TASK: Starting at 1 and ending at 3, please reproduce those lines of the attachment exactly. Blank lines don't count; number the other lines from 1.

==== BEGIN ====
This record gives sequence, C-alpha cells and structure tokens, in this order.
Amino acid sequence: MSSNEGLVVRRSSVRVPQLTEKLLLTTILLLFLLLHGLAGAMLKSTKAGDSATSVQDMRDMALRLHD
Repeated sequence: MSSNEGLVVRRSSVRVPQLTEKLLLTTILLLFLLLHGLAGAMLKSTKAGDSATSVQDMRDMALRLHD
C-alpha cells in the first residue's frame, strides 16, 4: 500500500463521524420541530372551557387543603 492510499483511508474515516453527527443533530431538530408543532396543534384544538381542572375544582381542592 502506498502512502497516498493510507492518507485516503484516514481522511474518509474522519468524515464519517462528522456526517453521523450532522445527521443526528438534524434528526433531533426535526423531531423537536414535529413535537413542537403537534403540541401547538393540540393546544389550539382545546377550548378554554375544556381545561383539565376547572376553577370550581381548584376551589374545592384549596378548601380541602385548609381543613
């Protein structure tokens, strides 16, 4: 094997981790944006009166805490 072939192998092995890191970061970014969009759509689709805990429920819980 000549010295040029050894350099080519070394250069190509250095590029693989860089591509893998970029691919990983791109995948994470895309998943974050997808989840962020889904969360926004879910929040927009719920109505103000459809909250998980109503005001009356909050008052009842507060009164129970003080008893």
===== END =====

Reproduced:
This record gives sequence, C-alpha cells and structure tokens, in this order.
Amino acid sequence: MSSNEGLVVRRSSVRVPQLTEKLLLTTILLLFLLLHGLAGAMLKSTKAGDSATSVQDMRDMALRLHD
Repeated sequence: MSSNEGLVVRRSSVRVPQLTEKLLLTTILLLFLLLHGLAGAMLKSTKAGDSATSVQDMRDMALRLHD